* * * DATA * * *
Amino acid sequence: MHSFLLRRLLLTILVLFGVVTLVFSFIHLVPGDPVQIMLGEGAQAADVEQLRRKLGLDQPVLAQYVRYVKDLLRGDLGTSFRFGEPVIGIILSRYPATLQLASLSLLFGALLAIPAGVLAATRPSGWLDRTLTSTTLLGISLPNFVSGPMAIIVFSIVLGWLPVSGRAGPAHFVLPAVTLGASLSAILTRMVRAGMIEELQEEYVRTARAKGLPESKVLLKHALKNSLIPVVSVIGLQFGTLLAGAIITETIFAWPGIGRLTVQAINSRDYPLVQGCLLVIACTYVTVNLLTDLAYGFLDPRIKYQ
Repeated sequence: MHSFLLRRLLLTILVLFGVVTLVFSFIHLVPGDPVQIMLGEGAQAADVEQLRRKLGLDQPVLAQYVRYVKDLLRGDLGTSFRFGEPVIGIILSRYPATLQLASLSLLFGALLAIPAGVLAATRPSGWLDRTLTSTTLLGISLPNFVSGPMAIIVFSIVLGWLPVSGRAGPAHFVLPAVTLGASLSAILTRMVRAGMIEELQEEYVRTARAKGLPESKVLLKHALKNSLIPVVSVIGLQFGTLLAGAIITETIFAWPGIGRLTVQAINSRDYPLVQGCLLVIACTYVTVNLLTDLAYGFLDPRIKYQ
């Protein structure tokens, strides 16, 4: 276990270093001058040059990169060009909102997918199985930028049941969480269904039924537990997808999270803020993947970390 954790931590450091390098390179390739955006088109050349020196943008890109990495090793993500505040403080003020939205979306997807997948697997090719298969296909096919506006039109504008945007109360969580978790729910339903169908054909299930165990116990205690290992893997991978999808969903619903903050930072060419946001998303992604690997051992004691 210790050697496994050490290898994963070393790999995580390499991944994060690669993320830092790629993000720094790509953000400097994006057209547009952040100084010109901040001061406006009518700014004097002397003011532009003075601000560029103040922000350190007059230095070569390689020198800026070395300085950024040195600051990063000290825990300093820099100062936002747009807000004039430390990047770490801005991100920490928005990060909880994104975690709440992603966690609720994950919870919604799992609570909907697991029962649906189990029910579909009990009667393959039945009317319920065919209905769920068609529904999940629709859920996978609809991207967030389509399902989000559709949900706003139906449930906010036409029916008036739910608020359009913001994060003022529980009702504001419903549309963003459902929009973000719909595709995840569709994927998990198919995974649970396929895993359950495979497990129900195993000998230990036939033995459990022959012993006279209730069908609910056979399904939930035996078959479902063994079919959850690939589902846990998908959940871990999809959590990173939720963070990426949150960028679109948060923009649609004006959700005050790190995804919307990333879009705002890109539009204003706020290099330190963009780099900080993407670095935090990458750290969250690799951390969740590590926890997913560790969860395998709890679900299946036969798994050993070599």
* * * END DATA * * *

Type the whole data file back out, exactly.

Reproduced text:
Amino acid sequence: MHSFLLRRLLLTILVLFGVVTLVFSFIHLVPGDPVQIMLGEGAQAADVEQLRRKLGLDQPVLAQYVRYVKDLLRGDLGTSFRFGEPVIGIILSRYPATLQLASLSLLFGALLAIPAGVLAATRPSGWLDRTLTSTTLLGISLPNFVSGPMAIIVFSIVLGWLPVSGRAGPAHFVLPAVTLGASLSAILTRMVRAGMIEELQEEYVRTARAKGLPESKVLLKHALKNSLIPVVSVIGLQFGTLLAGAIITETIFAWPGIGRLTVQAINSRDYPLVQGCLLVIACTYVTVNLLTDLAYGFLDPRIKYQ
Repeated sequence: MHSFLLRRLLLTILVLFGVVTLVFSFIHLVPGDPVQIMLGEGAQAADVEQLRRKLGLDQPVLAQYVRYVKDLLRGDLGTSFRFGEPVIGIILSRYPATLQLASLSLLFGALLAIPAGVLAATRPSGWLDRTLTSTTLLGISLPNFVSGPMAIIVFSIVLGWLPVSGRAGPAHFVLPAVTLGASLSAILTRMVRAGMIEELQEEYVRTARAKGLPESKVLLKHALKNSLIPVVSVIGLQFGTLLAGAIITETIFAWPGIGRLTVQAINSRDYPLVQGCLLVIACTYVTVNLLTDLAYGFLDPRIKYQ
């Protein structure tokens, strides 16, 4: 276990270093001058040059990169060009909102997918199985930028049941969480269904039924537990997808999270803020993947970390 954790931590450091390098390179390739955006088109050349020196943008890109990495090793993500505040403080003020939205979306997807997948697997090719298969296909096919506006039109504008945007109360969580978790729910339903169908054909299930165990116990205690290992893997991978999808969903619903903050930072060419946001998303992604690997051992004691 210790050697496994050490290898994963070393790999995580390499991944994060690669993320830092790629993000720094790509953000400097994006057209547009952040100084010109901040001061406006009518700014004097002397003011532009003075601000560029103040922000350190007059230095070569390689020198800026070395300085950024040195600051990063000290825990300093820099100062936002747009807000004039430390990047770490801005991100920490928005990060909880994104975690709440992603966690609720994950919870919604799992609570909907697991029962649906189990029910579909009990009667393959039945009317319920065919209905769920068609529904999940629709859920996978609809991207967030389509399902989000559709949900706003139906449930906010036409029916008036739910608020359009913001994060003022529980009702504001419903549309963003459902929009973000719909595709995840569709994927998990198919995974649970396929895993359950495979497990129900195993000998230990036939033995459990022959012993006279209730069908609910056979399904939930035996078959479902063994079919959850690939589902846990998908959940871990999809959590990173939720963070990426949150960028679109948060923009649609004006959700005050790190995804919307990333879009705002890109539009204003706020290099330190963009780099900080993407670095935090990458750290969250690799951390969740590590926890997913560790969860395998709890679900299946036969798994050993070599």